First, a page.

Prince George's County's political leaders are once more considering gambling in the county ostensibly to close the looming budget deficit. Any idea that gambling would, as a small side affect, offer financial benefit to a few well connected stakeholders is of course not the reason given for bringing gambling to the county. Any thoughts about how well gambling worked in the past are conveniently not discussed because history is irrelevant when it comes to short term gain and profit. 

               Without a doubt gambling in Prince George's County will expand the marketing opportunities for those who manage the facilities and enhance reasons for visitors to come to Prince George's County. There is, however, no discussion of unintended consequences or unexpected problems that may arise with the introduction of gambling to our neighborhoods. And there are a lot of assumptions of how beneficial this enterprise will be for the tax payers of Prince George's once the managing companies take their cut from the top. There is no discussion of letting the tax payers get their piece of the action before the speculators take their share; for as always Prince George's County's citizens come last.

               Gambling according to Noël Laureate, Paul A. Samuelson, "...involves simply sterile transfers of money or goods between individuals, creating no new money or goods. Although it creates no output, gambling does nevertheless absorb time and resources. When pursued beyond the limits of recreation, where the main purpose after all is to kill time, gambling subtracts from the national income."[3]  This seems strangely appropriate given how the powerful decision makers in the  county  view the ordinary citizens. The development and construction of a gambling facility, on the other hand , most assuredly does create wealth for a few. A couple of questions arise naturally from any consideration, the first being: Are there costs involved that exceed the obvious economic development benefits; and, the second: Who actually gains and who really loses? These questions in and of themselves are not enough to warrant automatic opposition to a private industry s efforts to bring the gaming business here; after all gambling has a long history in the county.[4] If tax payer dollars or incentives are part of the project then there is most assuredly a problem.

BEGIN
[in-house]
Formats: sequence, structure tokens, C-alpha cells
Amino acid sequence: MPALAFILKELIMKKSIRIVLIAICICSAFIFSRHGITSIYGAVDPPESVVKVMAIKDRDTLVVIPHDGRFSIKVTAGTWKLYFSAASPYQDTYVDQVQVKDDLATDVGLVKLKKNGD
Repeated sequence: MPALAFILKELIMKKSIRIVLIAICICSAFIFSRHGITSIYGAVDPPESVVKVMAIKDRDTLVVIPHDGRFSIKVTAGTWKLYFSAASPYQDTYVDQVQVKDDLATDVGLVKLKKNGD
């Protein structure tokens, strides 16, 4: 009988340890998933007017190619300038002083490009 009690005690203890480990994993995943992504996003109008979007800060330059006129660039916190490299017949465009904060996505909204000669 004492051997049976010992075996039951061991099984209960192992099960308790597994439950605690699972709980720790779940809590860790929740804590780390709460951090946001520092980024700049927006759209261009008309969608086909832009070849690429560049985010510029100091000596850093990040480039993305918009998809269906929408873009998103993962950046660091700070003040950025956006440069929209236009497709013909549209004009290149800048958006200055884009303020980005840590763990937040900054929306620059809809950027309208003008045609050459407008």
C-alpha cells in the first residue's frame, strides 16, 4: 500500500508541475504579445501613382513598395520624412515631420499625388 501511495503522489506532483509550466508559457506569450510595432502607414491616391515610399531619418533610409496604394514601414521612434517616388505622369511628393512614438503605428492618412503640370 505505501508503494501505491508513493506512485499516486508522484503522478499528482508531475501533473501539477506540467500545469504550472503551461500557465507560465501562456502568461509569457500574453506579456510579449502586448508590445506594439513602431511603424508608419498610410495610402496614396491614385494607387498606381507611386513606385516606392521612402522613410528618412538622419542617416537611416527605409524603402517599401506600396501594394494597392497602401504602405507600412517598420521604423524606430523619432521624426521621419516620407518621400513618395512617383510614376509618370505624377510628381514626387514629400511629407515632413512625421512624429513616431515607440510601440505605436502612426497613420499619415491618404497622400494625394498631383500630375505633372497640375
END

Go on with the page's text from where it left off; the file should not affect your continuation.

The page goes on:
What Prince George's County's entrenched leadership seems to be unaware of is that a fundamental criterion for economic development, sustainability and long term success is for a project to increase a region's net exports not just enrich a few quickly.[5] The amount of goods or services exported needs to be increased or the amount imported decreased. This is how income can increases. A California report on gambling notes that "[p]rojects can be an  economic success in terms of profit without doing either of these things, but those profits come at the expense of other businesses."[6]